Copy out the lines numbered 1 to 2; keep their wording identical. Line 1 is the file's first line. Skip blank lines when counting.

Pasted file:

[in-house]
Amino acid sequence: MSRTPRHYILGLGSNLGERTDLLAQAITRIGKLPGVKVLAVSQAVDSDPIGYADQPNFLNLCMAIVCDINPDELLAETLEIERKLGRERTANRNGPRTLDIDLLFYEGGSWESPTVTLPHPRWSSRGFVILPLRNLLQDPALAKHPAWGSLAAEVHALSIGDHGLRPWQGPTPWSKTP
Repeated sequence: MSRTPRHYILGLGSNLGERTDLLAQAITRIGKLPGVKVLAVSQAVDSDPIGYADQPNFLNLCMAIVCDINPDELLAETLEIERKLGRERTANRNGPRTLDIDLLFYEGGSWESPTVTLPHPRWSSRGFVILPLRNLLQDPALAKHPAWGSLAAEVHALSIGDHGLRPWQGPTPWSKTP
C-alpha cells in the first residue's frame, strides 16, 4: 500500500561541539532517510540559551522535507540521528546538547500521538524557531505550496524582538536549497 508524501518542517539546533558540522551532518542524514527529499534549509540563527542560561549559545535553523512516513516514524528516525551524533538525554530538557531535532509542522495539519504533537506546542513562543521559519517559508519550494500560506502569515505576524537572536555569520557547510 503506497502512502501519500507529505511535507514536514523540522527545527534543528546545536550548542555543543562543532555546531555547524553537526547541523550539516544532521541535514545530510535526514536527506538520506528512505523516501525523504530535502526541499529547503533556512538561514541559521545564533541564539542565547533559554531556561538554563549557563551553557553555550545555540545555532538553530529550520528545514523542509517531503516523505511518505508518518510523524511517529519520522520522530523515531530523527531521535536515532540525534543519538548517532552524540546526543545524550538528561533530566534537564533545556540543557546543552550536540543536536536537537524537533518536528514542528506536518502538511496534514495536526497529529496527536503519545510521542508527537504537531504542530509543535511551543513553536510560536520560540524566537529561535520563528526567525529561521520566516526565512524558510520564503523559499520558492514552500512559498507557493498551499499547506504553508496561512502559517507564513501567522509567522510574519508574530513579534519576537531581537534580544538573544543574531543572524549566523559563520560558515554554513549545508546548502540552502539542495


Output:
[in-house]
Amino acid sequence: MSRTPRHYILGLGSNLGERTDLLAQAITRIGKLPGVKVLAVSQAVDSDPIGYADQPNFLNLCMAIVCDINPDELLAETLEIERKLGRERTANRNGPRTLDIDLLFYEGGSWESPTVTLPHPRWSSRGFVILPLRNLLQDPALAKHPAWGSLAAEVHALSIGDHGLRPWQGPTPWSKTP